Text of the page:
Lest we get too confident in the robustness of our data and interpretations, recall the controversy surrounding horizontal gene transfer (HGT) in tardigrades (water bears), and claims that foreign gene acquisition underpins their exceptional tolerance to stress. Fully one-sixth of the genes in the tardigrade genome were initially proposed to be HGTs; many (most?) of these now appear to be the result of contamination [3]. Another cautionary tale is the decade-long debate about whether alga-to-animal gene transfer supports kleptoplasty (“plastid stealing”) in sea slugs (the answer is “no” [4]). Such examples remind us that biology is messy, and the art of genome assembly is a work in progress. Even with the advent of long-read sequencing, most genome sequencing projects are, bioinformatically speaking, best treated as metagenomic journeys into the unknown.

What did Wallin and Portier know? Beyond aphids, slugs, and lichens, they knew about symbioses involving sponges, corals, Hydra, and bobtail squid, and that protists often have algal or cyanobacterial endosymbionts. From this, they sought to develop general principles to explain how and why cells and organisms interact in nature. The field of microbiology was, at the time, medically oriented and dominated by the following sentiment: microbes are bad. When bacteria, protists, and fungi were found near or within animal and plant cells, the default lens was one of pathology. Portier and Wallin saw things differently.

Which brings us to microbiomics, an exploratory, tech-driven field in which no environment is off limits: if biomass can be collected and DNA extracted, metagenomes can be sequenced. We can ask “who is there?” and “what are they doing?” without a microscope or the need to culture. The results have been breathtaking. In 2015, a new superphylum of Archaea, the Asgardarchaeota, was discovered from deep-sea sediments, and appears to represent the archaeal branch from which the host component of the eukaryotic cell evolved [5]. A 2016 analysis of metabarcode data revealed that diplonemids, a protist lineage for which only a handful of species have ever been described, are in fact among the most abundant predators in the sea [6]. And in 2023, a new lineage of marine viruses—mirusviruses (Mirus is Latin for strange)—was identified using metagenomics; these viruses appear to have a broad host range within protists [7].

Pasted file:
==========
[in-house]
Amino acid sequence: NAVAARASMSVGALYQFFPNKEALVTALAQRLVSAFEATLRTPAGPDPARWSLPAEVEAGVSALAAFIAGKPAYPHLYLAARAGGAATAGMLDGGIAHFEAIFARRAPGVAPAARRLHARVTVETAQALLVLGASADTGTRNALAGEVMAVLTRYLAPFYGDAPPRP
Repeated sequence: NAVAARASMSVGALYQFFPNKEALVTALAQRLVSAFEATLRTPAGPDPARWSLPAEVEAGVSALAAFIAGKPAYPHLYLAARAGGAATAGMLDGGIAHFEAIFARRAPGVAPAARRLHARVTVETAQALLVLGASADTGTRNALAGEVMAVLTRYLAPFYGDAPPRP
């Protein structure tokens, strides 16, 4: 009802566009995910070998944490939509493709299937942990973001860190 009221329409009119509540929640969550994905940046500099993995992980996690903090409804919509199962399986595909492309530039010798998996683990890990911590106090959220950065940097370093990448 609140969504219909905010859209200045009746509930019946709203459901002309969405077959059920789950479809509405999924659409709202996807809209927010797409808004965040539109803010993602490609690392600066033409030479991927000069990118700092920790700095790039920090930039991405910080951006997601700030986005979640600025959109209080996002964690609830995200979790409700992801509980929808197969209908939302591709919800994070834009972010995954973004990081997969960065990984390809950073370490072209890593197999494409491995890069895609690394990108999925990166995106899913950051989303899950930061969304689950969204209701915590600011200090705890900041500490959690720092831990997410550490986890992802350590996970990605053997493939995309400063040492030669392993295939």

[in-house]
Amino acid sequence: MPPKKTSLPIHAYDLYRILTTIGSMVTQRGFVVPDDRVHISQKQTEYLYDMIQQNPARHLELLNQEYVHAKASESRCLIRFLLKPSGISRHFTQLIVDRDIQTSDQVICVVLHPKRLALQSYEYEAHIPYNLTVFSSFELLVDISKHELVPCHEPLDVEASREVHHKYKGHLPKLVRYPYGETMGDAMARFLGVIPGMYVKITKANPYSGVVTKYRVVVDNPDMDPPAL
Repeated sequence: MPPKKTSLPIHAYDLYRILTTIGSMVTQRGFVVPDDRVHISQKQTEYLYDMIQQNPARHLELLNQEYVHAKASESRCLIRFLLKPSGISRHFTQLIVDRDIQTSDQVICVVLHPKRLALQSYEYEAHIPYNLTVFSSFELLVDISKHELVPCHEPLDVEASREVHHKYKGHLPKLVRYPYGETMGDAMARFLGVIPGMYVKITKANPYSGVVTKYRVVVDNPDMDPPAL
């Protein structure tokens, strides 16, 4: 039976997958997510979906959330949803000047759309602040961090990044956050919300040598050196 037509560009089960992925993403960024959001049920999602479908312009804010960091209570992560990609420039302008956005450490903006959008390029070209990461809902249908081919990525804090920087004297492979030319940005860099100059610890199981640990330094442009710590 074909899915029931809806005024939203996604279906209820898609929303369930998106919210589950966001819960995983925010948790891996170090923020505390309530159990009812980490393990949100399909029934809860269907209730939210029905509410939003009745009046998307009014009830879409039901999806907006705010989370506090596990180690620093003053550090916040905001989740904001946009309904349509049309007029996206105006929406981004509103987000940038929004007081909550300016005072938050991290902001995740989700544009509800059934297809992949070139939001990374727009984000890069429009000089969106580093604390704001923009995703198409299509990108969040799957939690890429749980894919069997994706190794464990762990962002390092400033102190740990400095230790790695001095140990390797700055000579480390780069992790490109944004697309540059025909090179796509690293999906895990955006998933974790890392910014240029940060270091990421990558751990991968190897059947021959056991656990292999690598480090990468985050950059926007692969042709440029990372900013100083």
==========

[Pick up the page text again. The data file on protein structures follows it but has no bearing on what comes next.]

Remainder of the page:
Our understanding of microbial diversity is changing and so is the language we use to describe it. Recent years have seen fruitful dialog between organelle researchers, those focused on animal and plant symbioses, and human microbiome researchers—all are leveraging the awesome power of “omics” but are inclined to define and interpret their data in different conceptual frameworks. Consequently, new terms are cropping up and existing ones have become less precise. Consider “microbiome.” It is now commonplace to refer to the ocean microbiome and the soil microbiome, even the microbiome of glaciers. At the other end of the spectrum, we now speak of the microbiomes of single-celled eukaryotes. Somewhere in between are the microbiomes of plant roots, honey bees, and humans. Where does a microbiome end and a symbiotic consortium begin? What matters most, a microbiome’s ecological context, its functional repertoire, its taxonomic composition, or the extent to which it is heritable across time and space? There are no easy answers, and introduction of new(er) terms such as “holobiont” and “hologenome” have brought age-old questions about individuality and levels of selection into the debate [8,9].